On appeal from Superior Court of New Jersey, Chancery Division, Family Part, Somerset County, FM-18-1083-01.
Before Judges Coburn, Wecker and Graves.
The opinion of the court was delivered by: Graves, J.A.D.
NOT FOR PUBLICATION WITHOUT THE APPROVAL OF THE APPELLATE DIVISION
Both parties appeal from a Dual Judgment of Divorce and a subsequent order denying cross-motions for reconsideration, claiming the trial court erred in awarding defendant alimony in the amount of $3,000 per month. Defendant, Mary Ellen Overbay, contends that the trial court misapplied Miller v. Miller, 160 N.J. 408 (1999), when it imputed income to her in the amount of $80,000 per year by attributing a 7.4 percent rate of return on inheritance assets. Because we are convinced this argument has merit, we reverse and remand to the Family Part for reconsideration and redetermination of alimony.
After being married for more than thirty-one years, and raising three children, the parties were divorced on September 17, 2002. Plaintiff, W. Bruce Overbay is now sixty-one years old, and defendant will be fifty-eight years old this month. The three children all successfully completed college and were emancipated at the time of the divorce.
Following a five-day trial, the court set forth its findings in a letter opinion dated August 12, 2002. The court concluded that during the marriage the parties enjoyed"a comfortable lifestyle which can be reasonably maintained." During most of the marriage the parties lived in an attractive Colonial style home, with a living area of approximately 3,700 square feet, a fair market value of $807,500, and a net equity of approximately $722,500 at the time of trial. Both parties received an M.B.A. degree from Wharton School of Business. As agreed to by the parties, defendant gave up her career at Citibank early in the marriage to become a full-time homemaker and mother, while plaintiff functioned as the father and full time wage earner.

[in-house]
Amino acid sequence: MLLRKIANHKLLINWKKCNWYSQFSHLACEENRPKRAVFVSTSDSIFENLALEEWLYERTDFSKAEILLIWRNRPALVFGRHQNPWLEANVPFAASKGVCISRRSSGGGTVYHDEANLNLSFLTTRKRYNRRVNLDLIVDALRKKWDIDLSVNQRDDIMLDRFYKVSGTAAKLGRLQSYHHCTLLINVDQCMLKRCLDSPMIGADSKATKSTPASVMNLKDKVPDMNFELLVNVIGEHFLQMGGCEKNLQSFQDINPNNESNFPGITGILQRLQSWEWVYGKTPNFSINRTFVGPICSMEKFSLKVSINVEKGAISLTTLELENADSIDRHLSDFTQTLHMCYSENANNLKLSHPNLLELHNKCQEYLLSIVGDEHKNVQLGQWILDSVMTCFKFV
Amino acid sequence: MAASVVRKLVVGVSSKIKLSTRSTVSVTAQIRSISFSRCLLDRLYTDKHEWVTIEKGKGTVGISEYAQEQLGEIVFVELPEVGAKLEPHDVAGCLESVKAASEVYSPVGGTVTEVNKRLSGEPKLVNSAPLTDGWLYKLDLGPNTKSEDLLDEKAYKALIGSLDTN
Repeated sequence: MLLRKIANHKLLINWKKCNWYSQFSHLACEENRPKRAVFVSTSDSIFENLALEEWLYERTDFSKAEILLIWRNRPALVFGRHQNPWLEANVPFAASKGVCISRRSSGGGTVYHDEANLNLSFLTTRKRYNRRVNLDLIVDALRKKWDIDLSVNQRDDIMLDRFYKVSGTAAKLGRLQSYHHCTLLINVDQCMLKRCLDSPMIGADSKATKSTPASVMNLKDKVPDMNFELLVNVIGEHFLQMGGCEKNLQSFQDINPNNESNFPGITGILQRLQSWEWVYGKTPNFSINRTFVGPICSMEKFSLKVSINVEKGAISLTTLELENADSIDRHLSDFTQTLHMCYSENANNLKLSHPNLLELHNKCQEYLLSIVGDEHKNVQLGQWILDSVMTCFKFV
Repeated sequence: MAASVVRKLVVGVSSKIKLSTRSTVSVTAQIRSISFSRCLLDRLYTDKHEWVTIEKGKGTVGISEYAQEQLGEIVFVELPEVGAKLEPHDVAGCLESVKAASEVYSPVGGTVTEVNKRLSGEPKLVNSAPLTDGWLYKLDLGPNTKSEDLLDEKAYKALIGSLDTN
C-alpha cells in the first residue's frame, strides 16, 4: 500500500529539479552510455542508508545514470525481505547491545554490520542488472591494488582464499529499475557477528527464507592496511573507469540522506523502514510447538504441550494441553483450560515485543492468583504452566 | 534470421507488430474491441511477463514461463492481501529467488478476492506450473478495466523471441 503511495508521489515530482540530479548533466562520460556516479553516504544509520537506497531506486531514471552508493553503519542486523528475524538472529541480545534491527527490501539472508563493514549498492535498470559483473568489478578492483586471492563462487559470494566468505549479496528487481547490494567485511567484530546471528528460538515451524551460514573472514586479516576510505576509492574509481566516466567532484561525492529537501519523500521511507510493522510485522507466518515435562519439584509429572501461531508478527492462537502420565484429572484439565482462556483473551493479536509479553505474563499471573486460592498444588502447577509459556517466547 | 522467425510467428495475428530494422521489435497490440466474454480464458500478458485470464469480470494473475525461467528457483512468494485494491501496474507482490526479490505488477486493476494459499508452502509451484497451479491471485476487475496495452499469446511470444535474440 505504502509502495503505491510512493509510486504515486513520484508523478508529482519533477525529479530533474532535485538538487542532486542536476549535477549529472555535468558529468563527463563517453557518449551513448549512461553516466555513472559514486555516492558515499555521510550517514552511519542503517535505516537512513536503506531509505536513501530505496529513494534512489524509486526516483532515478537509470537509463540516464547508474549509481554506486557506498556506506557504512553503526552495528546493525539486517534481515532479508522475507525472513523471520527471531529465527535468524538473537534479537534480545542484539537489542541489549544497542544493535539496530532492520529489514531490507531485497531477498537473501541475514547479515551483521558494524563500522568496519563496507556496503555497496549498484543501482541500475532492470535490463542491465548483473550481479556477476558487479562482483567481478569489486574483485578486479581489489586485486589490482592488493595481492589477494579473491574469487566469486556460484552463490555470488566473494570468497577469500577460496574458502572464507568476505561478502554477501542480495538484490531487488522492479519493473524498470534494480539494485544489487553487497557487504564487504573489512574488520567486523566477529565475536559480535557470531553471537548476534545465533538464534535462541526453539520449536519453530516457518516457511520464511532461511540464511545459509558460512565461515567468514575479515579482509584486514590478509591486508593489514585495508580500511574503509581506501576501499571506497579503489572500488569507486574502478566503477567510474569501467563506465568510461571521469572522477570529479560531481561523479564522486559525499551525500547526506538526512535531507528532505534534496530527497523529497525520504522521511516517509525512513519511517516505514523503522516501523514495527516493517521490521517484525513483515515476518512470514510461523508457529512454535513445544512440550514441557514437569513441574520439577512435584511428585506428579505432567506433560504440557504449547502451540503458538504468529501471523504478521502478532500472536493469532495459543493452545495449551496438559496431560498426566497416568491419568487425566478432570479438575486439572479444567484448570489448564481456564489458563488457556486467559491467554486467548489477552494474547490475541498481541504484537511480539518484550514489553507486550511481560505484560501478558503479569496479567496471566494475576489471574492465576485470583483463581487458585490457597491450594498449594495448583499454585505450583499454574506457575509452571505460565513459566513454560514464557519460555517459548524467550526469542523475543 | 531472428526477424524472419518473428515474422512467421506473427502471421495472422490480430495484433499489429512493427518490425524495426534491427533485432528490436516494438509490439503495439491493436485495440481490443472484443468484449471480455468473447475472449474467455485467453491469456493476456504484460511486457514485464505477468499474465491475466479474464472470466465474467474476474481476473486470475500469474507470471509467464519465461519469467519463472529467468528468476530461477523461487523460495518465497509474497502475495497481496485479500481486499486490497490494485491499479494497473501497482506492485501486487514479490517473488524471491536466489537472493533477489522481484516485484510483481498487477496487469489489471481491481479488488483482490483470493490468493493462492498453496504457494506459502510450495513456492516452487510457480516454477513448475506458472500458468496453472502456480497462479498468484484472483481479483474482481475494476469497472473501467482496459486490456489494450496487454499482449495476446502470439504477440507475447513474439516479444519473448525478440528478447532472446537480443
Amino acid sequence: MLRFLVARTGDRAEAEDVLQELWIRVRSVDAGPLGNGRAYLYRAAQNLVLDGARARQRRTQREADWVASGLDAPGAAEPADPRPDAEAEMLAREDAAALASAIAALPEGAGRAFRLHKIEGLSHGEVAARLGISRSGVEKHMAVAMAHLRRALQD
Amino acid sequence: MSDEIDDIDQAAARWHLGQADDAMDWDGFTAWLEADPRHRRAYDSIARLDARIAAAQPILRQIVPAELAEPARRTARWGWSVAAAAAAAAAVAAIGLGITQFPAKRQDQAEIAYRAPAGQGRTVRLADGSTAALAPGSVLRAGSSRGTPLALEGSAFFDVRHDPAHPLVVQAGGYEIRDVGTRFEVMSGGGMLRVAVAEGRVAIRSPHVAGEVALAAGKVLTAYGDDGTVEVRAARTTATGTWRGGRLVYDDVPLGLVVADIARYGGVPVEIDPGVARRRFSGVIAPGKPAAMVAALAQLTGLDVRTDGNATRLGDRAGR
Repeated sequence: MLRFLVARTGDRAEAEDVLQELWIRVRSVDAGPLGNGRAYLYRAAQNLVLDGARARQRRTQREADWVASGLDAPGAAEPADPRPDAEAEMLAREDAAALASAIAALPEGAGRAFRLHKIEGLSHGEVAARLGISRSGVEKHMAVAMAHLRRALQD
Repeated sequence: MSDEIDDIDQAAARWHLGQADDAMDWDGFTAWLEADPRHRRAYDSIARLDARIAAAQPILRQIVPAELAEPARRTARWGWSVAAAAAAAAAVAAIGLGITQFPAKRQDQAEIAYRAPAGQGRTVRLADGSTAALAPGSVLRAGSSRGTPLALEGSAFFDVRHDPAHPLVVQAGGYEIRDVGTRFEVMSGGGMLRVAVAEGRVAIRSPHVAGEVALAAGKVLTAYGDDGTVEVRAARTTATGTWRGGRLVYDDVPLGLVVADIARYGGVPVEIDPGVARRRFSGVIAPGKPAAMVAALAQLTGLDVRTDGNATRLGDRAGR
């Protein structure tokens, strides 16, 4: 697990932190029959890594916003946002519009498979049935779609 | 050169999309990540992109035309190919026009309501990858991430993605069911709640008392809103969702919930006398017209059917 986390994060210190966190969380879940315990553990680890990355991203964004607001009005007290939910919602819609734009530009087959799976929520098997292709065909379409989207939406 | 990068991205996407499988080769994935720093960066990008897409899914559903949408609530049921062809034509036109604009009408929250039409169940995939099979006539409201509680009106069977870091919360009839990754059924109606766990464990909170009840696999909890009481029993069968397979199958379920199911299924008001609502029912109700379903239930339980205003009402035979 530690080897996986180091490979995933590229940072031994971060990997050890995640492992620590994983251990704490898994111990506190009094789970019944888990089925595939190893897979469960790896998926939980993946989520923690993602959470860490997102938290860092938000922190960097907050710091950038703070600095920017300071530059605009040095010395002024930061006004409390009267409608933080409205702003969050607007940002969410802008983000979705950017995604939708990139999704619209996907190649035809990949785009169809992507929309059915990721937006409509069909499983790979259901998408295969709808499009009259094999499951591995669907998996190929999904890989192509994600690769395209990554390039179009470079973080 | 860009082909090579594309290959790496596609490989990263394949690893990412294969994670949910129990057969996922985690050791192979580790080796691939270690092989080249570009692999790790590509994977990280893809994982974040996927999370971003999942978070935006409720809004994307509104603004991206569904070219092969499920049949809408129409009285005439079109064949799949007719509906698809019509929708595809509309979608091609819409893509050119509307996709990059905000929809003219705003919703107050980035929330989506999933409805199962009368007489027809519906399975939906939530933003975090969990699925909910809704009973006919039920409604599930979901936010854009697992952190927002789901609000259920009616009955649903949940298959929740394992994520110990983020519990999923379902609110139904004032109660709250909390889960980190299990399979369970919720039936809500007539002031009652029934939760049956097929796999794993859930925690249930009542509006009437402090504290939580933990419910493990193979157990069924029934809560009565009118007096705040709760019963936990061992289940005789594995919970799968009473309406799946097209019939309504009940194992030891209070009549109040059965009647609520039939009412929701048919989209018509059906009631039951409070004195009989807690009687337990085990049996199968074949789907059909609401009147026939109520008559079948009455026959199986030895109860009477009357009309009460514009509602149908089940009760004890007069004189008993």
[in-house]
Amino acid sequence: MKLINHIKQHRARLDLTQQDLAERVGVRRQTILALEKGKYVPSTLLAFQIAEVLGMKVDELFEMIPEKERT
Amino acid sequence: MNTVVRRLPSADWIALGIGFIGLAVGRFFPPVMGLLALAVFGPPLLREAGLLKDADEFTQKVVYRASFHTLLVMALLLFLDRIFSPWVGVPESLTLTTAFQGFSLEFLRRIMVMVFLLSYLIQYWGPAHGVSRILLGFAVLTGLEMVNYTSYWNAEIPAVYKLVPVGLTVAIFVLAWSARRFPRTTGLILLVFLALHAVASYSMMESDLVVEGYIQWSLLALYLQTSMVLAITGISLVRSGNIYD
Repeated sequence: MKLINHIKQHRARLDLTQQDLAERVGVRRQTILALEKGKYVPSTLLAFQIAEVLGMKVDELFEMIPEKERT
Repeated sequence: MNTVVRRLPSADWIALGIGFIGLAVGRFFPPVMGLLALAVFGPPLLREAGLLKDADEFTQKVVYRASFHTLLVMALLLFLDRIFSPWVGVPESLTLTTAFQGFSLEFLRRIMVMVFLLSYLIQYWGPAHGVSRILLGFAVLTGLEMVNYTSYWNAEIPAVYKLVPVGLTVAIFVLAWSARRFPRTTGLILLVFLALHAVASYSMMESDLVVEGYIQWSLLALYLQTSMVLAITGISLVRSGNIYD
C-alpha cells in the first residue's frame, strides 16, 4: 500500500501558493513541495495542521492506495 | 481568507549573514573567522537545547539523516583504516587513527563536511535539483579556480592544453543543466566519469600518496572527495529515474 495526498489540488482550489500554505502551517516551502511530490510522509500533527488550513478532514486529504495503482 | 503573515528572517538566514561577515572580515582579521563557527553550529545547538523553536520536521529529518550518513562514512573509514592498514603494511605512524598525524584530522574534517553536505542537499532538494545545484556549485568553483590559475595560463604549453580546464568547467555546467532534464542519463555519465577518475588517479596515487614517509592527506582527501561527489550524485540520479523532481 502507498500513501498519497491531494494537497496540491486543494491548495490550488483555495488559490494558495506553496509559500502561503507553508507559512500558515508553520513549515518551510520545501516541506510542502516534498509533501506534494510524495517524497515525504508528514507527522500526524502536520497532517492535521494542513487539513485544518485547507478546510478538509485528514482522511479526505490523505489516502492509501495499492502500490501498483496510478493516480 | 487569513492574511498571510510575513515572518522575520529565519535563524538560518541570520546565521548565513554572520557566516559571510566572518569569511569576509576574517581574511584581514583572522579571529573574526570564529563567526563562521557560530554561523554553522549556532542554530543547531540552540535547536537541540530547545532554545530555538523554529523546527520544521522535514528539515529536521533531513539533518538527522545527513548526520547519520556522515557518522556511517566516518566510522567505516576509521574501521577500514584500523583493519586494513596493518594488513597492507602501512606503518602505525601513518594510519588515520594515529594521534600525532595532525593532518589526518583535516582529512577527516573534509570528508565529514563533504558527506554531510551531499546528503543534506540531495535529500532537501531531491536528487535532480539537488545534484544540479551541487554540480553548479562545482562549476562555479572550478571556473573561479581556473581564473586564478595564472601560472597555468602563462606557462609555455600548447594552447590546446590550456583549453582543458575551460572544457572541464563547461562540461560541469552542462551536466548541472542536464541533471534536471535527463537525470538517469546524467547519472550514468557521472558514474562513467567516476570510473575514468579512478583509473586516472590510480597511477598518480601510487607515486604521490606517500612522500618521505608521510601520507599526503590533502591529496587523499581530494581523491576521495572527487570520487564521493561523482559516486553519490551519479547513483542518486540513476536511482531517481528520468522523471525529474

At the time of trial, plaintiff was in good health earning $132,000 per annum plus a significant benefits package as a result of his employment at ExxonMobile, which began shortly after the parties were married. The trial court found"[t]here is no reason to believe that his employment [in a managerial position] will not continue. He has in the past been receiving an increase equal to about 2.68% on the average over the last ten years."
Defendant, on the other hand, is not in good health. The trial judge found she has"serious health problems, suffering primarily from heart problems [that] resulted in two prior hospitalizations." Defendant taught two classes at Seton Hall University, earning $12,000 annually and, given her"significant medical problems," the court stated"[h]er future employability is uncertain."
The trial judge's resolution of the major issues can be summarized as follows:
1. Plaintiff was ordered to pay alimony to defendant in the amount of $3,000 per month.
2. The marital residence was to be sold with the net proceeds of sale equally divided between the parties; however, in a subsequent consent order, defendant purchased plaintiff's interest in the marital home for $340,000.
3. Plaintiff's pension with ExxonMobile attributable to employment during the marriage, until the filing of the complaint for divorce, was equally divided.
4. The balance in plaintiff's savings plan account with ExxonMobil was equally divided as of the date the ...